The problem isn’t the number of units, it’s that Sense is primarily built around transition and inverter (and proportional speed) devices don’t work like that…it’s a fundamental difference in behavior. Perhaps they will eventually catch inverter devices…but probably never will get “always on” devices…no waveform edges to detect.
I’ve been doing this for a while, and as long as the smart plug recovers to “on” (for example after power line glitches), it seems pretty stable. Of course, the ability to keep an eye on it, to set alerts, and to control it remotely all add a safety backup.
This past Saturday, the HS110 on my freezer came back in the ‘off’ mode. luckily I found it Sunday morning. First time I’ve had this happen.
I just put one on the fridge. I set it to turn on three times a day. That should do it.
I have a Samsung RF28JBEDBSR/AA and it was detected pretty early in my first setup (which has since been reset). Help identifying a pulsing "Device 1"
I have since done a couple resets and it was detected again with more accurate wattage the second time but I’m on reset number 3 and it hasn’t been detected with almost a month in so I’m not holding my breath. Previously it had been detected within 3 days. A mini-fridge and stand-alone freezer with a more traditional “Fridge signature” have been detected already.
I think in some cases, the order of device detection can make a difference. An existing device detection that gets conflated with other devices can interfere with accurately detecting a new device. Just a theory.
Don’t forget! They power up into the same state they were in when power was lost. There is a slight delay to turn back on when power is restored if they were in the “on” state.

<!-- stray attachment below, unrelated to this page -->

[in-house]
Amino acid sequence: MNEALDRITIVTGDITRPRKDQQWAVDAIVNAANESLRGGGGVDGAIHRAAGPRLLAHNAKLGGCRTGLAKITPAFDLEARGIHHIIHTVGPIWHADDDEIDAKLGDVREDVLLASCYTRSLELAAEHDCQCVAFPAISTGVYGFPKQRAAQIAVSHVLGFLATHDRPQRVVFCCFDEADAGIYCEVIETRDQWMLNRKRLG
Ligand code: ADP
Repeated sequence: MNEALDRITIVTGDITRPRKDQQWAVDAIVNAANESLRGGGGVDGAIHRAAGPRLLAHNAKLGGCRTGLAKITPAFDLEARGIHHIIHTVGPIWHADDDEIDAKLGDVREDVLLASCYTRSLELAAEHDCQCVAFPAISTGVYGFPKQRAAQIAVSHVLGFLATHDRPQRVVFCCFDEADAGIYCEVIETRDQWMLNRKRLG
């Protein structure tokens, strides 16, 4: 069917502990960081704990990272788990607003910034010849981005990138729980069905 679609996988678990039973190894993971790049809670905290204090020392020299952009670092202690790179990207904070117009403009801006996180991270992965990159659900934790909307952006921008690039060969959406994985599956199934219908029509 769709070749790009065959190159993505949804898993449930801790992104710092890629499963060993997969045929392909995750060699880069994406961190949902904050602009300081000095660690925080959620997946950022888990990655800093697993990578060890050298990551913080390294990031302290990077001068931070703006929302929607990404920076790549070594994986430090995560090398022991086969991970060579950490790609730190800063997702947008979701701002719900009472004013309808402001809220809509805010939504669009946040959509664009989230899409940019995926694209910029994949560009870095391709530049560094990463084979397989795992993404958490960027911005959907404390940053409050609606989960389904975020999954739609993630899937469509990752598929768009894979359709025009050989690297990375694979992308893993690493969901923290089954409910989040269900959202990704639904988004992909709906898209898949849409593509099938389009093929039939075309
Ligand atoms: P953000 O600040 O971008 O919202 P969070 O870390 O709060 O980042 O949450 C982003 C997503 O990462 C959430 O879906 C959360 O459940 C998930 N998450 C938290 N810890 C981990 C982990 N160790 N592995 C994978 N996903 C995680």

Agreed. Hope it comes together. It seems most things have multiple signatures so it’s hard to get 100% of a device or have confidence that you do.
I put an HS110 on that Samsung fridge and can see why it has trouble finding it. It basically never goes off. It pretty much always draws energy, from 5-180 watts and everywhere in between.
It is using 2.2 kWh per day.
We replaced our old refridge a couple of years ago with a Sears (actually Samsung), and Sense has never found it. The behavior is typical of modern appliances. The HS 110 does a great job, but of course doesn’t need Sense (or benefit from it), so if I had to do it all over I’d not invest.
I never thought to put HS110s on thinks like my fridge and was just waiting for sense to figure it out. I too have a Samsung so I’ll do this as well.
Why is there no way to manually identify devices and label them? It would seem this would drastically improve the development of a database to increase the onboarding and accuracy of new devices?
Check out this thread from one of the members of Sense.
You can also read this Blog entry from 2016 from Sense about how their training works.
@pbrsucks, Good question and one that many users ask. @ben gave you some good pointers for answering. Here’s one more. Hint: there are ways to help with training, but none of them directly involve you switching a device on and off.
There is a hand accumulated “database” of device waveforms here, that kind of shows some of the complicated aspects of on and off signatures described in the article.